Bradlaugh at Secular Right has weighed in with a six-part secular case against gay marriage. I consider each six with all the gravity they deserve, which is to say, fair to middling:
(1) I wonder if this "anti-minoritarianism" bears any resemblance to "the majority gets to dictate private affairs, even on matters of individual conscience"? If this noble-sounding "anti-minoritarianism" differs from rank majoritarianism, I have no idea how. No, I take that back -- there's nothing noble-sounding about it.
I have read and re-read (2) to ensure that my reading eyes are not deceiving me, but indeed, Bradlaugh wrote it in public, where others might read it:
Counter-arguments like “so was slavery” [long-established by tradition] are unconvincing, as the occasional slights suffered by homosexual couples are microscopic by comparison with the injustice of human beings buying and selling other human beings. Gay marriage proponents make much of the cruelty and injustices of the past.The most charitable way to read this is to say that tradition-based injustices are excusable so long as the wrongs fall short of outright human chattel slavery. That's bad enough, but the subsequent fleshing out of the argument validates a not-so-charitable reading under which Bradlaugh means to minimize and dismiss the injustices done to gay people in the name of "tradition" (and little more):
Gay marriage proponents make much of the cruelty and injustices of the past. I must say, though, being old enough to remember some of that past, I am unimpressed. I was in college in the early 1960s. There were homosexual students, and nobody minded them.Shorter Bradlaugh: in the good ol' days before they got so uppity, the homos seemed happy -- always smiling ear to ear, whistling while they shined our shoes, bowing before the ladies, always addressing white-folk, er, straight-folk with a peppy "Yes Sir!" or "Yes Ma'am!"
So, for Bradlaugh's sake, here goes: traditionally, men had greater lattitude for physically abusing women. Traditionally, parents had greater lattitude for physically abusing children. Traditionally, women were restricted in their access to professions and to institutions of higher learning. "Because it's tradition" was a bad argument against the social and legal changes that have rolled back these non-slavery injustices, and it is an equally poor argument against gay equality.
(3) There really is, avers Bradlaugh, a slippery slope tilting from decriminalizing gay marriage straight down to the sanctioning of any imaginable coupling: three-ways, four-ways, entire counties populated by a mutually-intermarried blob, interspecies couplings, interplanetary interspecies couplings, couplings with long-dead historical personages, couplings with everyday objects, couplings with diacritical marks and abstract nouns. Can't we, urges Bradlaugh, love umlauts and fuck justice without changing the law?
At no point does Bradlaugh mount a substantive argument against the end point of the slide, but he's certainly against it. To be clear, I think there are clear and bright lines we can draw that will allow people to run their own lives, structure their own households, build their own families, and order their own romantic affairs, without trampling the rights of others. The slide can be framed fairly and reasonably.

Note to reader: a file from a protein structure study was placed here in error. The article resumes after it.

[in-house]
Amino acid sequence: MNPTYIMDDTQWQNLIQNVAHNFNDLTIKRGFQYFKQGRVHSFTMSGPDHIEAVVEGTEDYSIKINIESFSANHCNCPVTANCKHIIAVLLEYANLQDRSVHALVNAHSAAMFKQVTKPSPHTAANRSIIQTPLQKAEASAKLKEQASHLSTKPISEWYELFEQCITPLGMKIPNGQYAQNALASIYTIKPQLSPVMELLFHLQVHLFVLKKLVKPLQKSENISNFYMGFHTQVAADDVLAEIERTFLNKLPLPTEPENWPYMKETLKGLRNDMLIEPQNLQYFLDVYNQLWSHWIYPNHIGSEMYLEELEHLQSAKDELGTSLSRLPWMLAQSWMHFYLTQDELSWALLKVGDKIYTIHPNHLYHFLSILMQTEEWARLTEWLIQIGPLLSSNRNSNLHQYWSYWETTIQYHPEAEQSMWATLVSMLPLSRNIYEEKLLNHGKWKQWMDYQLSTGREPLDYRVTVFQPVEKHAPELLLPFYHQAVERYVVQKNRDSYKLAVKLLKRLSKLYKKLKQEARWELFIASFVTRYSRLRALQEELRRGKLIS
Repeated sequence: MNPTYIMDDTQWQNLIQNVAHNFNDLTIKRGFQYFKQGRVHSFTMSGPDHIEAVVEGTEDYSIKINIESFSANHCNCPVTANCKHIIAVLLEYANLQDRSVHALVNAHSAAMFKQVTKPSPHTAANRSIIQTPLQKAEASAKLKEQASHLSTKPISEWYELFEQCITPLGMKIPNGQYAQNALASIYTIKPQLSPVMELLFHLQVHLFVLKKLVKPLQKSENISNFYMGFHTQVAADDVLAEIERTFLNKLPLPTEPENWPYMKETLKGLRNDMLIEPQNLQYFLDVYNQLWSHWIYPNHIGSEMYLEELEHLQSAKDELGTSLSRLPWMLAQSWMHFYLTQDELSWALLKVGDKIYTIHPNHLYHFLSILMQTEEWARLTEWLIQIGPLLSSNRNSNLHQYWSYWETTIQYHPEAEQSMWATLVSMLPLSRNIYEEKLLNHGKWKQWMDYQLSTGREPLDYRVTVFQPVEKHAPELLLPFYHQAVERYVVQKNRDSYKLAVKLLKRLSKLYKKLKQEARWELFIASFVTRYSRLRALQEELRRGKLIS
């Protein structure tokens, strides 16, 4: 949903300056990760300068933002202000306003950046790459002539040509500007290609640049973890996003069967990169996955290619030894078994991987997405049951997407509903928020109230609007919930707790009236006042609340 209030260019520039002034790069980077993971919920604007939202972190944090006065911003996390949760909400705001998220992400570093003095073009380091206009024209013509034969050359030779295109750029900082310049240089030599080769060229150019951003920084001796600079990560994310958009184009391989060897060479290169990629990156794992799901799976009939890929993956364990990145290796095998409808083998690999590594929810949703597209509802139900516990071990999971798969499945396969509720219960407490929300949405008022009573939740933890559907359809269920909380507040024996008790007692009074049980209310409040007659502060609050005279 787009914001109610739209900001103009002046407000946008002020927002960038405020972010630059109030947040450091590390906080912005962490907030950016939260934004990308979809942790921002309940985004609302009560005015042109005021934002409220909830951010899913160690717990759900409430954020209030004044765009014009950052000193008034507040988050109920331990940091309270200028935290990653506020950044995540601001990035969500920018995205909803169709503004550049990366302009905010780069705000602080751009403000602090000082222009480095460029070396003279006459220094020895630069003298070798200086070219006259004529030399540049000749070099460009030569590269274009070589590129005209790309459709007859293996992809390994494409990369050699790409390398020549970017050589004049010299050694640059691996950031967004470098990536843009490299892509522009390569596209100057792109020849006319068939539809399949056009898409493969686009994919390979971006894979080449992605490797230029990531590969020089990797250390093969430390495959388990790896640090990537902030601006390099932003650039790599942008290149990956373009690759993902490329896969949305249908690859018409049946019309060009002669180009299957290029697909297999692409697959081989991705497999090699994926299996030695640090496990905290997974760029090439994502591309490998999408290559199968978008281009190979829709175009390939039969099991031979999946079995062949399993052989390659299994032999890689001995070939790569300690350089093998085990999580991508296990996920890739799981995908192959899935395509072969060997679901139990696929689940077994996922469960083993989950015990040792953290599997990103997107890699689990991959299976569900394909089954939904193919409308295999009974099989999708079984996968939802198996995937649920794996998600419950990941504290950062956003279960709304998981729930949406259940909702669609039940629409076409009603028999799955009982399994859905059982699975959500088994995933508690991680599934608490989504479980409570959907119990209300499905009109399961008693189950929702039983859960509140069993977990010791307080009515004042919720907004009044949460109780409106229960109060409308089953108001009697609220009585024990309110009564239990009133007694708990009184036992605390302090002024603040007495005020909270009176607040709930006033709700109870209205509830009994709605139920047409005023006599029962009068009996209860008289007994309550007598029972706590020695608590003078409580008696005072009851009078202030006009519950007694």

(4) I quote this one in full, that all may marvel at it as I do:
If you have a cognitively-challenged underclass, as every large nation has, you need some anchoring institutions for them to aspire to; and those institutions should have some continuity and stability. Heterosexual marriage is a key such institution. In a society in which nobody had an IQ below 120, homosexual marriage might be plausible. In the actual societies we have, other considerations kick in.Neat! If I had some idea of what he's getting at, I might try to assess it. But no, I have no idea what he's getting at. Without unjust institutions and arbitrary legal inequalities, dumb people will be confused and angry? And this counts in favor of arbitrary legal inequalities?
(5) I don't even disagree with this premise:
Homophobia seems to be a rooted condition in us. It has been present always and everywhere, if only minimally (and unfairly — there has always been a double standard here) in disdain for “the man who plays the part of a woman.”But the premise does not determine the conclusion. Assume homophobia is deeply ingrained; assume it is difficult to overcome; assume it will always be present to some degree. This doesn't make it right, nor does it negate the plain injustices that ensue from it. There are numerous "rooted conditions" against which civilized people -- as a matter of definition -- rebel.
(6) The last is essentially a restatement of the second, spiced with a complaint that the pro-gay side is against injustices but lacks a positive vision:
How many times have you heard that gay marriage is necessary so that gay people will not be hindered in visiting a hospitalized partner? But if hospitals have such rules — a thing I find hard to believe in this PC-whipped age [really, Bradlaugh? Do you?]— the rules can be changed, by legislation if necessary. What need to overturn a millennial institution for such trivial ends?To which I would simply say that identifying, opposing, and trying to redress injustices is a worthwhile aim whether or not attached to an abundantly detailed alternative vision. Moreover, full equality for gay people is, in and of itself, a positive vision; and for that matter, there is no shortage of detail on how this equality might look and fit existing society: to name only one place to look, Andrew Sullivan expounds on it regularly on his blog, and has written at least one book expanding on it.
At least Bradlaugh's arguments, such as they are, count as secular -- he was right about that.